Razer’s defence of Triple J: it’s all in the mix, and the kids like it
A hundred years ago when I was very young, the world was different. Women were yet to be freed from the yoke of compulsory pubic hair and everyday people were forced to survive on a bitter diet of a stuff called “sun-dried tomato”. They forced us to eat it on a doorstop-dough amalgam called “focaccia”.
A lot has changed. For example, people now believe the Foo Fighters are a “band” that makes “music” instead of the sound of retching into a corporate void of dread. But, some things are exactly the same. Like a Sunday Age/Sun-Herald piece that could have been written when I were a lad. Only the Names Have Been Changed.
Plus ca change, plus c’est la même complaint.
The piece has been much-discussed. By which I mean “much-discussed by dudes in upcycled cardigans who write dreary songs about SSRI medication who have been so over-parented by their unjustly proud and unjustly rich white families that they possibly never understand that no one is interested in their lazy abuse of a banjo”.
I didn’t want to read to the end of a critique of my former employer, ABC “youth” station Triple J, because there was no need. I’ve read it literally dozens and figuratively dozens of times. From 1990 until the end of the decade, I must have said a weekly “fuck off” to journalists who rang me to ask “don’t you think you’re selling out?”.
I was not selling out and Triple J was not selling out. First, we were paid very little. Second, we participated in the stimulus of a pop-boom that saw some very average independent musicians buy some very nice houses. Third, the organisation that did then, as it does now, serve its young stakeholders with maximum efficiency. Back In My Day, the station represented a tiny portion of the ABC budget and I am pretty sure this remains unchanged. It’s cheap and it’s good.
But every week, someone who earned three times as much as I did called to ask me questions like, “Why don’t you play Mark of Cain?”, or my least favourite, “Isn’t it wrong that Triple J has a playlist?”.
We did play Mark of Cain on Triple J, but not in the breakfast program. This is because Mark of Cain sounded like a pneumatic drill slowed to the pace of a Fitzroy junkie looking for his tram ticket and so were only played after 9am. We called this dayparting. This is an industry term used only by people who know about music scheduling for radio.
But no one participating in the online discussion about Triple J as a result of the Fairfax piece knows anything about music scheduling for radio. So I effing will. Otherwise, all you’ll hear are promoters and venue owners and brats with a banjo protecting their self-interest and unassailable belief that Triple J should be entirely programmed by them.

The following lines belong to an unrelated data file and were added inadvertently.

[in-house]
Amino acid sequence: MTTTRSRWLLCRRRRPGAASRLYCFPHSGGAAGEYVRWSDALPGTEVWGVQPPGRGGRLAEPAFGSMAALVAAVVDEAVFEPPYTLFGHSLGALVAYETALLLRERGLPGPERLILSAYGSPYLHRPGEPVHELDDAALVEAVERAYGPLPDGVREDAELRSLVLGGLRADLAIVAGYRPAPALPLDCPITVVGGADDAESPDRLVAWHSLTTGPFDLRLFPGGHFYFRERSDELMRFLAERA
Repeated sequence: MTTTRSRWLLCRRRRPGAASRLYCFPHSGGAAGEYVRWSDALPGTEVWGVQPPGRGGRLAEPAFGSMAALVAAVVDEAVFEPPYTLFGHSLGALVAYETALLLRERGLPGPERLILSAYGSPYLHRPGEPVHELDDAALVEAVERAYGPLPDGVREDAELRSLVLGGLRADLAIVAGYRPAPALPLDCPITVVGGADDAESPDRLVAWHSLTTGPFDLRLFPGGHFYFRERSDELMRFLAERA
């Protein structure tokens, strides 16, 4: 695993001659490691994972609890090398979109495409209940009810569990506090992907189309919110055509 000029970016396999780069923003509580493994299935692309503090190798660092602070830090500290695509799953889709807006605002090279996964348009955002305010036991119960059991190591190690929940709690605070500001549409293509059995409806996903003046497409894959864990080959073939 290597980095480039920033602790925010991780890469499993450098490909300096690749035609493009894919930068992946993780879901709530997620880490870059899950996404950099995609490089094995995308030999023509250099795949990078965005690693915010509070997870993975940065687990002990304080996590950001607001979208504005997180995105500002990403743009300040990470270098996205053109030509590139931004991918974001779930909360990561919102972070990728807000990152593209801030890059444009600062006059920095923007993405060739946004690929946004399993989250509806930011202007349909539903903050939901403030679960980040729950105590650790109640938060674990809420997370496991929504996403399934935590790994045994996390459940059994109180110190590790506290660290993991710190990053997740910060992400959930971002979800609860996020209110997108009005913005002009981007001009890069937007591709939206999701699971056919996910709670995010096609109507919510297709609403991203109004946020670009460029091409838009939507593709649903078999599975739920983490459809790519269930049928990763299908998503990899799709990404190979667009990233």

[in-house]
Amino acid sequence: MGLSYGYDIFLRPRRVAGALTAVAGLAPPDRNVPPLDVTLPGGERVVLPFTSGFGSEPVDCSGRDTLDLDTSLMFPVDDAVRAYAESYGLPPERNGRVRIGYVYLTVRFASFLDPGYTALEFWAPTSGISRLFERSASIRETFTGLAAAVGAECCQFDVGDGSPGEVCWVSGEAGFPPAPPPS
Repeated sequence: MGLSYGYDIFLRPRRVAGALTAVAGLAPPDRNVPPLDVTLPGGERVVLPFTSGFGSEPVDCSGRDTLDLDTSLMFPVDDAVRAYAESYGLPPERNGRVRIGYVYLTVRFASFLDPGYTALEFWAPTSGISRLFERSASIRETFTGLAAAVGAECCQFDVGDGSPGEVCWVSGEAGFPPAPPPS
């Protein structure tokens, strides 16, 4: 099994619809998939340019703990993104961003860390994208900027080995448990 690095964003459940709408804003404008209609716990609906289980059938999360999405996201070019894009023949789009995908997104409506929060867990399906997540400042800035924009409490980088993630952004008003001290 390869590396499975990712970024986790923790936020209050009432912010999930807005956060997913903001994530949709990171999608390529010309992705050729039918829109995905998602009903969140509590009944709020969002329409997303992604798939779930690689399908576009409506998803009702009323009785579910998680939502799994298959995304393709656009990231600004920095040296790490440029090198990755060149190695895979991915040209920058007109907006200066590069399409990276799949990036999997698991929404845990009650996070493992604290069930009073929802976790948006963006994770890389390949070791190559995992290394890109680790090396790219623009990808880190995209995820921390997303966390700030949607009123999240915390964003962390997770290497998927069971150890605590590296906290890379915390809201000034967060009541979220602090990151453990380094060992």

I know about playlists and how they are made and sustained. I also know that everyone thinks they can successfully build one just as everyone thinks they have great taste. They can’t; they don’t. Successful music scheduling requires diligence and talent.
Triple J’s playlist is immense. There are so many songs in that music database there may as well not be a playlist. A rather funny piece on FasterLouder is the only one to identify a Triple J sound as a confusing “genre clusterfuck”. The data (songs) in the playlist are so abundant they have none of the meaning, or the benefit to musicians, that recurrence provides.
No journalist really ever wanted to hear about the need for a tightly rotating playlist at the national broadcaster. But I tried to explain it in any case.
“No one listens to Triple J for the seven hours a day required to get a real feel for the shape of its playlist.”
Why do you have a playlist? Because, if I didn’t have a playlist I would have just whacked Bikini Kill in the CD player for 15 hours a week. Why do you have such a small playlist? Because if I had a yottabyte of tunes (as Triple J does now) you’d never hear that great banjo song more than once because of maths.
Consider that even the primary listener spends just an average of 12 minutes a day listening to your radio station; usually at the same time each day and rarely for more than a continuous single period of seven minutes (these are rough figures; I haven’t had access to granular Nielsen data for five years). And because you only heard Oh My Idle Whimsical Fancy on banjo only once, you wouldn’t develop any affection for it or remember to Shazam it or buy it. Or go see its under-appreciated authors, Daddy Bought Us A Nice Van With Side Air-Bags.
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